April 24, 2021
By Jason Hancock
Roeber is only the second lawmaker to ever be expelled from the Missouri House
Rick Roeber, a Lee’s Summit Republican accused by his adult children of sexual and physical abuse, was expelled from the Missouri House on Wednesday on a 153-0 vote. One legislator voted “present.”
Only one member of the Missouri House has ever been expelled before. The charge at that time, in 1865, was disloyalty to the Union.
Wednesday’s vote follows the recommendation by the House Ethics Committee, which asked for Roeber to be expelled following a four-month investigation into allegations that in the early 1990s Roeber sexually abused his children, who at the time were 9 and 5.
“When this complaint was brought before the committee, I took into account that Rep. Roeber was duly elected,” said Rep. Richard Brown, D-Kansas City and vice chair of the ethics committee. “I asked myself the question, how far back in someone’s background do you go? People change.
“But this wasn’t, ‘did you cheat on your spouse.’ We weren’t investigating if you smoked some weed,” Brown said. “This was child molestation and physical abuse.”
Both Brown and Ethics Committee Chairman Travis Fitzwater, R-Holts Summit, said Wednesday that testimony from four of Roeber’s children and his ex wife was credible — and their story has been consistent for decades.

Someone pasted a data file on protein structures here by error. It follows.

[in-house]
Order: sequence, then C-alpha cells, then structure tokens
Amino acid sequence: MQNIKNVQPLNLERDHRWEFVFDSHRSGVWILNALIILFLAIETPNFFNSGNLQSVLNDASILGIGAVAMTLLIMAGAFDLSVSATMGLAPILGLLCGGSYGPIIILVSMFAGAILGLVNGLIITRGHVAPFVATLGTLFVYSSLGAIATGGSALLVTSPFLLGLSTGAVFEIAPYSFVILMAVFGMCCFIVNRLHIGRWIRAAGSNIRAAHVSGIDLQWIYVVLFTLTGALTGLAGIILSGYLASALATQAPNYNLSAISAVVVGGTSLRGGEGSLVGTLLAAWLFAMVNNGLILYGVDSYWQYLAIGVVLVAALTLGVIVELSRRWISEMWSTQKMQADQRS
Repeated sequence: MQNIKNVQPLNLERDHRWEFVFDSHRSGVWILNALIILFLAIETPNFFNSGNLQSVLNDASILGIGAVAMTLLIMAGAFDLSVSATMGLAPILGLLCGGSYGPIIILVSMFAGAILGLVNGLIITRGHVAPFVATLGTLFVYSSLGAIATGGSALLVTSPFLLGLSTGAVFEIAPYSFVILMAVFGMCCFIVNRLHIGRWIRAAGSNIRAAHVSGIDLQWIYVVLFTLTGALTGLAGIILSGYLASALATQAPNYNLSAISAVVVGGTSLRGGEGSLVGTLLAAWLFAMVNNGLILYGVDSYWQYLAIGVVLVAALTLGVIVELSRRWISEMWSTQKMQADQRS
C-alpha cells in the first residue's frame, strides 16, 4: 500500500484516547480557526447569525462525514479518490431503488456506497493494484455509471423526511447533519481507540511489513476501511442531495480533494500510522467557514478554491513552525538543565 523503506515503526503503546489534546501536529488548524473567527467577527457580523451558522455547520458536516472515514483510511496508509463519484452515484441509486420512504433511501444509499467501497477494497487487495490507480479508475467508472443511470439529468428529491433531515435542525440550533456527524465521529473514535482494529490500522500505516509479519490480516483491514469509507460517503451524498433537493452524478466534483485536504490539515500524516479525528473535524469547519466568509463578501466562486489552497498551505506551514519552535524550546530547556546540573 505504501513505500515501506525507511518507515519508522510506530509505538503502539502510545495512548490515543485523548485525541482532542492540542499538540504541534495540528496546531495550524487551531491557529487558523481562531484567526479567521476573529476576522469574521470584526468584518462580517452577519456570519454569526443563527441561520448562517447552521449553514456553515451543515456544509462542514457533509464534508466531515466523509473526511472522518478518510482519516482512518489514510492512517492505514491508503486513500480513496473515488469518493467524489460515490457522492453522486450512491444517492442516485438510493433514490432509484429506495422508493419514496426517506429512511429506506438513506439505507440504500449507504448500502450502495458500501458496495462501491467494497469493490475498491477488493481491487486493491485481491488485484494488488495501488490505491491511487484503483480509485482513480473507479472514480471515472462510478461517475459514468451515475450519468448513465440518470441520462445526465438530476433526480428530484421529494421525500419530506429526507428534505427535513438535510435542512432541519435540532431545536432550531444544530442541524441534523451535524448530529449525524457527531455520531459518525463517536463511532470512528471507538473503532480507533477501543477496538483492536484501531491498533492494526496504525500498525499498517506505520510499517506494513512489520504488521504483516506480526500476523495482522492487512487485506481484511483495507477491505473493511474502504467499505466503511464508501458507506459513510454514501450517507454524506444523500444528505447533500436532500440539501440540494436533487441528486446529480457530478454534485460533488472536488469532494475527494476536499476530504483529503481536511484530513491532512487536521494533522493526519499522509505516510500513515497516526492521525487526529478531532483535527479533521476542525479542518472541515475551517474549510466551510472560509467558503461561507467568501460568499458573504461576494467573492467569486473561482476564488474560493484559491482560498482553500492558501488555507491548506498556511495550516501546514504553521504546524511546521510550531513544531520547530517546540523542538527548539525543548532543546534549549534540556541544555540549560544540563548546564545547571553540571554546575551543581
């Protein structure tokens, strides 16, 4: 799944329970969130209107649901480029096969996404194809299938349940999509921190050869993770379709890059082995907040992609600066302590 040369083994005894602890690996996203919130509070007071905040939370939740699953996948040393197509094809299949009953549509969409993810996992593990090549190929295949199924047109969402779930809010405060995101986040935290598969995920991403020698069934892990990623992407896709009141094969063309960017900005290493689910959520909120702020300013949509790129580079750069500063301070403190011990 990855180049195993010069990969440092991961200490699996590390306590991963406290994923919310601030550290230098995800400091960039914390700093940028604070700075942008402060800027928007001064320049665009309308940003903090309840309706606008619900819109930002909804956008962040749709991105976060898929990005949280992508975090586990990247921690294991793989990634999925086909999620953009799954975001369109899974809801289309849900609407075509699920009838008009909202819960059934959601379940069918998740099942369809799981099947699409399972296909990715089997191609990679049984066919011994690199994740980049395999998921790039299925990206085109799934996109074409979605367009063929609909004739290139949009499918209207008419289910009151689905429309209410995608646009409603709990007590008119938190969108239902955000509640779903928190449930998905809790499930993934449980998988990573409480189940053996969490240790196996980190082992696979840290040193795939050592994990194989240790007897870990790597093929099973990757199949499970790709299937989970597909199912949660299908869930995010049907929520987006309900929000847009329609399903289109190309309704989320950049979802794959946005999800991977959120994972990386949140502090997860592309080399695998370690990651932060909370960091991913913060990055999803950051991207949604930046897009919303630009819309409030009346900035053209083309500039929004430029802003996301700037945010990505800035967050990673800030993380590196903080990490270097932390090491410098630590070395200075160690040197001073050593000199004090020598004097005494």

The committee found Roeber’s testimony “combative, defensive, defiant” and ultimately not credible.
In an emotional speech on the House floor Wednesday, House Speaker Rob Vescovo, R-Arnold, railed against Roeber’s assertion during his testimony that his children were accusing him of sexual assault as a “political hit” against him because he’s a Republican.
And he dismissed the notion that Roeber’s alcoholism was an excuse for his behavior.
“Being an alcoholic doesn’t excuse you from any actions taken at home against your children, or any children for that matter,” Vescovo said. “That’s not an excuse to sexually assault your children.”
Roeber ran for the House to replace his second wife, Rebecca, who died in July 2019 four months after an automobile accident on her way to the Missouri Capitol. She was survived by two children and four grandchildren.
Two weeks after her death, Rick Roeber announced he was running for Rebecca’s legislative seat, saying he hoped to see his wife’s legacy continue in Jefferson City.
The allegations of sexual abuse first became public in late September, weeks before he was elected to the Missouri House.
The House Ethics Committee began investigating the allegations in January.
The committee notified Roeber two weeks ago that it planned to recommend expulsion. Roeber indicated he would resign, but days later delivered his written objection to the committee’s findings and requested a formal hearing.
Roeber reversed course last week, announcing his resignation in a letter to his fellow lawmakers.
The announcement came shortly after The Independent reported on a letter House Speaker Rob Vescovo wrote to Jackson County Prosecutor Jean Peters Baker asking her office to help to ensure the safety of a minor child Roeber reportedly has regular weekend visits with.
The House refused to accept Roeber’s resignation, voting unanimously to allow the ethics committee to finish its report and present it to the chamber.
Fitzwater said Wednesday Roeber has spent the vast majority of his life “avoiding accountability for his part in creating this chaos in his own family.”
Vescovo echoed those concerns.
“I don’t think it is appropriate for him to walk away on his own terms,” Vescovo said Wednesday, “as he has continued to walk away on his own terms his entire life.”
The House agreed with Fitzwater and voted 153-0 not to accept Roeber’s resignation.